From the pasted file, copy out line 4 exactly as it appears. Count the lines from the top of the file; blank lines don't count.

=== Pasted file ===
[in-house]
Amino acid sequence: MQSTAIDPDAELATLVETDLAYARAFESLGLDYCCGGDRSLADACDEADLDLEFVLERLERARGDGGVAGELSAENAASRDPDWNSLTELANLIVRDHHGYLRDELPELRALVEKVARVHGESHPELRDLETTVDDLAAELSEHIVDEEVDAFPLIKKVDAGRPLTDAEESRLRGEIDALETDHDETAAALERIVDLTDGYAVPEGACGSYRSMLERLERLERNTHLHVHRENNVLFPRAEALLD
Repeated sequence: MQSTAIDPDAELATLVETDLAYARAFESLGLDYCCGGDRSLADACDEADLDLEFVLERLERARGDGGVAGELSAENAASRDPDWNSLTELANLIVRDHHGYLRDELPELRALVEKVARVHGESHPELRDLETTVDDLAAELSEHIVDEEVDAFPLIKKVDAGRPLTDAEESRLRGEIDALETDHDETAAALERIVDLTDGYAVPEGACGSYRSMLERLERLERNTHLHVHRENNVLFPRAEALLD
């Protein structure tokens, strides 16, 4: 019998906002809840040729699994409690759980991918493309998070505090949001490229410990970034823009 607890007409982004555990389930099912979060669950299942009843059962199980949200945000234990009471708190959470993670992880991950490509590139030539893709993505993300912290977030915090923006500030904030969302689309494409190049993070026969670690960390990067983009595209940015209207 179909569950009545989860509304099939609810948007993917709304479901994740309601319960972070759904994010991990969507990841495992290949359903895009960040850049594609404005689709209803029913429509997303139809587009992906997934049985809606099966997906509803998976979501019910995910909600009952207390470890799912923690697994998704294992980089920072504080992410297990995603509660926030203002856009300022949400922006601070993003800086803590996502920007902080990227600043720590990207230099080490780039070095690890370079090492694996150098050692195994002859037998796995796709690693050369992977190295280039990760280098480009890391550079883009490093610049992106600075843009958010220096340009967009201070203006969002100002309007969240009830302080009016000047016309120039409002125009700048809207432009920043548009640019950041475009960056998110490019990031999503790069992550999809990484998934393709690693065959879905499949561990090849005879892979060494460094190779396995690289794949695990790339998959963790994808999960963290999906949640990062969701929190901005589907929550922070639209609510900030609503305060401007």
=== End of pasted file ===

């Protein structure tokens, strides 16, 4: 019998906002809840040729699994409690759980991918493309998070505090949001490229410990970034823009 607890007409982004555990389930099912979060669950299942009843059962199980949200945000234990009471708190959470993670992880991950490509590139030539893709993505993300912290977030915090923006500030904030969302689309494409190049993070026969670690960390990067983009595209940015209207 179909569950009545989860509304099939609810948007993917709304479901994740309601319960972070759904994010991990969507990841495992290949359903895009960040850049594609404005689709209803029913429509997303139809587009992906997934049985809606099966997906509803998976979501019910995910909600009952207390470890799912923690697994998704294992980089920072504080992410297990995603509660926030203002856009300022949400922006601070993003800086803590996502920007902080990227600043720590990207230099080490780039070095690890370079090492694996150098050692195994002859037998796995796709690693050369992977190295280039990760280098480009890391550079883009490093610049992106600075843009958010220096340009967009201070203006969002100002309007969240009830302080009016000047016309120039409002125009700048809207432009920043548009640019950041475009960056998110490019990031999503790069992550999809990484998934393709690693065959879905499949561990090849005879892979060494460094190779396995690289794949695990790339998959963790994808999960963290999906949640990062969701929190901005589907929550922070639209609510900030609503305060401007």